TikTok Is Fascinated By A Viral Morbid Recipe-Hunting Method

Where do you look for new recipes? If you're hoping to find some kitchen inspiration, you might scroll through food websites, turn to some of the best cookbooks of all time, or ask your family and friends for meal recommendations. But one person has a whole new way of tracking down recipes that's a little surprising — and a tad spooky.

Rosie Grant runs the TikTok account @ghostlyarchive, and she's recently gotten some social media attention for her one-of-a-kind recipe-hunting method. She's made several videos in which she goes to graveyards and then whips up the recipes that she finds on people's headstones. Over the course of this unique quarantine hobby, Grant has made fudge, cookies, a peach cobbler recipe, and more. In an interview with NPR, the TikToker explained that this has been a fun and unique way to connect with others and even grow "more comfortable with the idea" of death. Along the way, she's also gotten word from some of the relatives of the people whose recipes she has shared.

For example, Grant posted a TikTok about Connie Galberd's date and nut bread and received a comment from a user who claimed to be a "Galberd granddaughter," reading, "It helps to line the entire can with parchment paper. Otherwise my family has started using mini loaf pans." Plenty of other users, even those who have no connection to the deceased, seem fascinated by Grant's videos.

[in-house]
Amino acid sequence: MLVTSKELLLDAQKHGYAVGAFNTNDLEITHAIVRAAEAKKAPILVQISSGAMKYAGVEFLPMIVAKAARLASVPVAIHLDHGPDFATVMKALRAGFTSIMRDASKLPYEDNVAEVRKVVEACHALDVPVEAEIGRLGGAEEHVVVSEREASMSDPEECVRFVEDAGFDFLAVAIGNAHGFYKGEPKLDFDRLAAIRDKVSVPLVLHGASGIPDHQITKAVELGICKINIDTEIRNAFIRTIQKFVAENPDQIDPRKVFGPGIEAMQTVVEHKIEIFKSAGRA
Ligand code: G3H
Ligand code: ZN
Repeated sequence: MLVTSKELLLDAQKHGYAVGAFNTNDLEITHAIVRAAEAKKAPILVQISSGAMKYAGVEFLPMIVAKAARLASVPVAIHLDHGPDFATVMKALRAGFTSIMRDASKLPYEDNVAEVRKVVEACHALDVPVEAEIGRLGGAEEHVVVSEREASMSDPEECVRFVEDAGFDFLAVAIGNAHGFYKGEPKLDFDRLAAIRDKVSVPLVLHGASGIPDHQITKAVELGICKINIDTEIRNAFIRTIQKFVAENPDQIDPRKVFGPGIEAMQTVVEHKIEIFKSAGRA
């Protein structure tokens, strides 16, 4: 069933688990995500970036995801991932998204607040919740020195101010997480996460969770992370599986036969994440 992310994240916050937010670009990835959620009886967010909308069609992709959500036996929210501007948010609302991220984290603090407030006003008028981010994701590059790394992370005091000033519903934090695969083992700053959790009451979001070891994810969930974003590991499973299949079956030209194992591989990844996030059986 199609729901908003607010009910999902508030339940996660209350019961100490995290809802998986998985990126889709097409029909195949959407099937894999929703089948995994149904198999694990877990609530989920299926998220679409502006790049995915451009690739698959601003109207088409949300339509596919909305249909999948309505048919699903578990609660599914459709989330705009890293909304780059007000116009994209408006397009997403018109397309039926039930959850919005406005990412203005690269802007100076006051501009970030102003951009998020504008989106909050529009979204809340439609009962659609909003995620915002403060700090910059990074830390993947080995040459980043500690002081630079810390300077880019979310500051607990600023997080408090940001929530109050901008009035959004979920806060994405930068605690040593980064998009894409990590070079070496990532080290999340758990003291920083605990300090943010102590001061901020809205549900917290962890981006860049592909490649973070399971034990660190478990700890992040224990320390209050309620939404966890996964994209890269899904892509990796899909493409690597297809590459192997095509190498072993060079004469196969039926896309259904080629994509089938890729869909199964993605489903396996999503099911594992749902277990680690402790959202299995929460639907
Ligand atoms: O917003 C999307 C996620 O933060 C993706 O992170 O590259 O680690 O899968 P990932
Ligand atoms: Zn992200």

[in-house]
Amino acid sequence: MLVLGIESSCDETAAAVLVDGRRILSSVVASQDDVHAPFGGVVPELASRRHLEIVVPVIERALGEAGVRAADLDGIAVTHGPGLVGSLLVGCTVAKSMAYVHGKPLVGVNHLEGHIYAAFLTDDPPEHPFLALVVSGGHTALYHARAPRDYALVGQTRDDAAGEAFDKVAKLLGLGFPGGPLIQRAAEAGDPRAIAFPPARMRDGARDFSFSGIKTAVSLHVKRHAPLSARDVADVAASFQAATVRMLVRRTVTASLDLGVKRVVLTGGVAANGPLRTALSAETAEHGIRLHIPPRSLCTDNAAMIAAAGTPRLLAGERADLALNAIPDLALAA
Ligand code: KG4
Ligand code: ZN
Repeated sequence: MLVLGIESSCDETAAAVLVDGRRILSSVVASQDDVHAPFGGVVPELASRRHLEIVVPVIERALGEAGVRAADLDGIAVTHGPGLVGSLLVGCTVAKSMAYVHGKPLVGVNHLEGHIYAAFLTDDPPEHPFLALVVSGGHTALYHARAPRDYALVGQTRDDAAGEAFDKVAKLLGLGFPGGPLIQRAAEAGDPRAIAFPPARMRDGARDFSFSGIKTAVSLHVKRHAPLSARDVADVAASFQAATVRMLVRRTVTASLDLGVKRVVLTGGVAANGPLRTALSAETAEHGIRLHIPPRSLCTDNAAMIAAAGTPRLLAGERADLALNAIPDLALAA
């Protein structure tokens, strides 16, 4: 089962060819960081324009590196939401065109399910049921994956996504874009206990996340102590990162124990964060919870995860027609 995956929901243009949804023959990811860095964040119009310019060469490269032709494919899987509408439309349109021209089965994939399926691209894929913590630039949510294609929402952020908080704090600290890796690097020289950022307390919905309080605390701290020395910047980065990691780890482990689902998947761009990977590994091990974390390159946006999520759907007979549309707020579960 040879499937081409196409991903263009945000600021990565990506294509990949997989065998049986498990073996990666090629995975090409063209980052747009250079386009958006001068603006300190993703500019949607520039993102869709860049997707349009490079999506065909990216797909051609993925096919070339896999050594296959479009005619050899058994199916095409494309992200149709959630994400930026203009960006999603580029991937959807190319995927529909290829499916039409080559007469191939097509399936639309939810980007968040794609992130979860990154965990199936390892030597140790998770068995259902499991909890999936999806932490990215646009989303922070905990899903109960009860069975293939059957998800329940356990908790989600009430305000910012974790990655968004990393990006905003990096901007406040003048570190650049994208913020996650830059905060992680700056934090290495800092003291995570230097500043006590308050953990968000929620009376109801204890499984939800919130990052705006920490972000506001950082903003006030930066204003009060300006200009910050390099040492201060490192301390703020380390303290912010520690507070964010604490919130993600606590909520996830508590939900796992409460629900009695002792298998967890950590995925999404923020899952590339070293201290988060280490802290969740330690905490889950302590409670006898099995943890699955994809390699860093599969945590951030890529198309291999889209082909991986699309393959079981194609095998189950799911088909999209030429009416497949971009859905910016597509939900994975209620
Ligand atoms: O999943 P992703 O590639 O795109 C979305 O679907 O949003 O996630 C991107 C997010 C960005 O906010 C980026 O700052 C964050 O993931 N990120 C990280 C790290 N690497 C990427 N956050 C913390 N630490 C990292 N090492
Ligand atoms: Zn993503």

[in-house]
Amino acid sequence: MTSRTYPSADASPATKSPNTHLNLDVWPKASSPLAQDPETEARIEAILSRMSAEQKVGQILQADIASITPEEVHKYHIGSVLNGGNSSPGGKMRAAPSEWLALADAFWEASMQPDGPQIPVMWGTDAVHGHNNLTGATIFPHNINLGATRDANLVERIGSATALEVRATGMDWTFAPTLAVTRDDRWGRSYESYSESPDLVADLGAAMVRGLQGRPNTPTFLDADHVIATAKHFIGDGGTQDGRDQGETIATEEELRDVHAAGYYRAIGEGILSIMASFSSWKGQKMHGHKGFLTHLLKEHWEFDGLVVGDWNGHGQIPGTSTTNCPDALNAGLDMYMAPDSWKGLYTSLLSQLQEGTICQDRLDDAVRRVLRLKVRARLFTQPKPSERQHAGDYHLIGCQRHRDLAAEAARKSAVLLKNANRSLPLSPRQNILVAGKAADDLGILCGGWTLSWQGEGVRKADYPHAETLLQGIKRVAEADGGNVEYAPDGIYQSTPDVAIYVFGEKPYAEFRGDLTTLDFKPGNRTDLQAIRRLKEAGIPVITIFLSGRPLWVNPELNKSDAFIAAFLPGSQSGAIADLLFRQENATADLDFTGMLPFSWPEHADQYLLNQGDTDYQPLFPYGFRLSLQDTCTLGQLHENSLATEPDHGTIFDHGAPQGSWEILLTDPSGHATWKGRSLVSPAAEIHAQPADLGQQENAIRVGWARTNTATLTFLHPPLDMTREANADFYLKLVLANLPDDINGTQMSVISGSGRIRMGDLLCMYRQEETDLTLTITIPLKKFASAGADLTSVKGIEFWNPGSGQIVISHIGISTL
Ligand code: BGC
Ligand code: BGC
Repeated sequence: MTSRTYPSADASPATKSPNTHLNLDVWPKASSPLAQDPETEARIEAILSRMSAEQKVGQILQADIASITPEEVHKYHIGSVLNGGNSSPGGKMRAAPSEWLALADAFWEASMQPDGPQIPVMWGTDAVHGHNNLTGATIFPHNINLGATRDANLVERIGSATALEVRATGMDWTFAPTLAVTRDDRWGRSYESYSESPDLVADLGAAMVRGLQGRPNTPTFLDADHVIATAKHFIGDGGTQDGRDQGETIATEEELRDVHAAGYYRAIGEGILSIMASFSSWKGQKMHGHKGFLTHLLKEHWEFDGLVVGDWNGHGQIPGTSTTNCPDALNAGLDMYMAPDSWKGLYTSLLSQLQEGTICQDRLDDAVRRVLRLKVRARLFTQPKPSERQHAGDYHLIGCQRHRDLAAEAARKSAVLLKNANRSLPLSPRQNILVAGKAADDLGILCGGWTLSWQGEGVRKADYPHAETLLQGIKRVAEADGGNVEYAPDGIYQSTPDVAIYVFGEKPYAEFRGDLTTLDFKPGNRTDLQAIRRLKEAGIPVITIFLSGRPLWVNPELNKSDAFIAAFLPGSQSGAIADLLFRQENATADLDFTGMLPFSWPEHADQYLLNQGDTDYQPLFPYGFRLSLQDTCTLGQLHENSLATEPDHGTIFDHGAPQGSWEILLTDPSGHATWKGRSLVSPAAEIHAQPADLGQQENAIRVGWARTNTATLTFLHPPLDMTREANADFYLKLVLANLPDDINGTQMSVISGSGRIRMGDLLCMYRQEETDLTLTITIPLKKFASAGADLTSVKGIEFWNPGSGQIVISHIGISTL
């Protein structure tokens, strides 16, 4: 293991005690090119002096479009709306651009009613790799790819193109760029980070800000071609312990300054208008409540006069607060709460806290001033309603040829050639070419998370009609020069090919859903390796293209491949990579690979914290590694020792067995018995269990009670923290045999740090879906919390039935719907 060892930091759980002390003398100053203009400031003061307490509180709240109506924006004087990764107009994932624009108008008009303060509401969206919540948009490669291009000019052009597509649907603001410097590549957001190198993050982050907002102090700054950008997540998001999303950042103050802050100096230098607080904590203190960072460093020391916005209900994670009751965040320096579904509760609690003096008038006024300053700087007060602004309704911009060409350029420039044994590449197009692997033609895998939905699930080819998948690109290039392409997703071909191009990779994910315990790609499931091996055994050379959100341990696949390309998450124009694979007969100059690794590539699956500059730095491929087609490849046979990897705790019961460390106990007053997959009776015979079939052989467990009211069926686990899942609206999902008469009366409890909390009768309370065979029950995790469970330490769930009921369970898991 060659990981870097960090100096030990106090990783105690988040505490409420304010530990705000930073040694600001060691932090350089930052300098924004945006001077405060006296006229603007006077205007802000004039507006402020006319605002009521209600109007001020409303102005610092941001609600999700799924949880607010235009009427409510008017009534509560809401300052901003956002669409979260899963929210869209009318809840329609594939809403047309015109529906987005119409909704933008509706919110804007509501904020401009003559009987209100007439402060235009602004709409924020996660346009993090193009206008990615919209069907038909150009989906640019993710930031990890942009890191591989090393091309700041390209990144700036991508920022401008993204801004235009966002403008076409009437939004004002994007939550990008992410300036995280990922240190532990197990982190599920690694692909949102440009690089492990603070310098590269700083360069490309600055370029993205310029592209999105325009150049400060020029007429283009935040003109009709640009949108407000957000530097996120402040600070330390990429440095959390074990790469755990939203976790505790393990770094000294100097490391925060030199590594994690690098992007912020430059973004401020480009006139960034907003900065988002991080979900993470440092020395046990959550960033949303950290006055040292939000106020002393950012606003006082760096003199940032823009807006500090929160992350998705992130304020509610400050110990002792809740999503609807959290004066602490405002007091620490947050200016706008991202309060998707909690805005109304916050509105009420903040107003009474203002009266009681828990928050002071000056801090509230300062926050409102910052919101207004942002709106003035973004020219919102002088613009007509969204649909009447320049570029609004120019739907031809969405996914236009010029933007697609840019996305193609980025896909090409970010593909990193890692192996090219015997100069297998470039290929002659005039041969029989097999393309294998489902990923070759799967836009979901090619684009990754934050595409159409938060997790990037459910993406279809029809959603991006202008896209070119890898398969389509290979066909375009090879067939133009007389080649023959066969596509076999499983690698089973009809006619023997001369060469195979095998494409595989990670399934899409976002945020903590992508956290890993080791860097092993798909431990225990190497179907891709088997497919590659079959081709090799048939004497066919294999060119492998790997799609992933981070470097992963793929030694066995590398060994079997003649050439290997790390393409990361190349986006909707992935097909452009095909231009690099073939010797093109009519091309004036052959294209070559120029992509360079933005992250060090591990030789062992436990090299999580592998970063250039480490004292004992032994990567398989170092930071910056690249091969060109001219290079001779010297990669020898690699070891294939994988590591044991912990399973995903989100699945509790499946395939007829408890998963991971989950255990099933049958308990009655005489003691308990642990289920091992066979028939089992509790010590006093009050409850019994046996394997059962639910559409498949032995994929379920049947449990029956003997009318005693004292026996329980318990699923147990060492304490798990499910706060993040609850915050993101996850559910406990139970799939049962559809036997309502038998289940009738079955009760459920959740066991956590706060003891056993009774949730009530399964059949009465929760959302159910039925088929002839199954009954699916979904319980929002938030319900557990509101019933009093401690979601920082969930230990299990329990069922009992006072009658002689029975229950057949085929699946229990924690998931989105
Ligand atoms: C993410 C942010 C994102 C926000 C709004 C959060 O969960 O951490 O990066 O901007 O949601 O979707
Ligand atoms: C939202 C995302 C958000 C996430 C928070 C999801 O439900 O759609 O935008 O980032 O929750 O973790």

What TikTok has to say about trying recipes from gravestones

One of Grant's TikTok videos shows a few of the gravestone recipes that she's tried out so far, and commenters have shared sweet reflections of what they think about her hobby. If there's anyone in your family who guards their top-secret recipe like treasure, you might relate to this comment, which said, "This gives a whole new meaning to 'taking this recipe to my grave.'"

Another person was moved by Grant's recipe-hunting method as way to preserve a loved one's legacy, saying, "This is surprisingly wholesome. Like bringing a part of them back to life." It's clear that people are really enjoying these videos, as one person tagged the Food Network and History Channel accounts and said, "Give this girl a series!! I'd watch every episode in a heartbeat!!"

A few other TikTokers shared what recipes and food items they would put on their own gravestones, which include well known fast food items like a double quarter pounder with cheese and a Starbucks iced caramel macchiato with a few customizations. Wondering which gravestone goodie to try first? Grant told NPR that her favorite recipe was for spritz cookies, which she found on Naomi Miller-Dawson's headstone in Brooklyn and was the first treat from her series.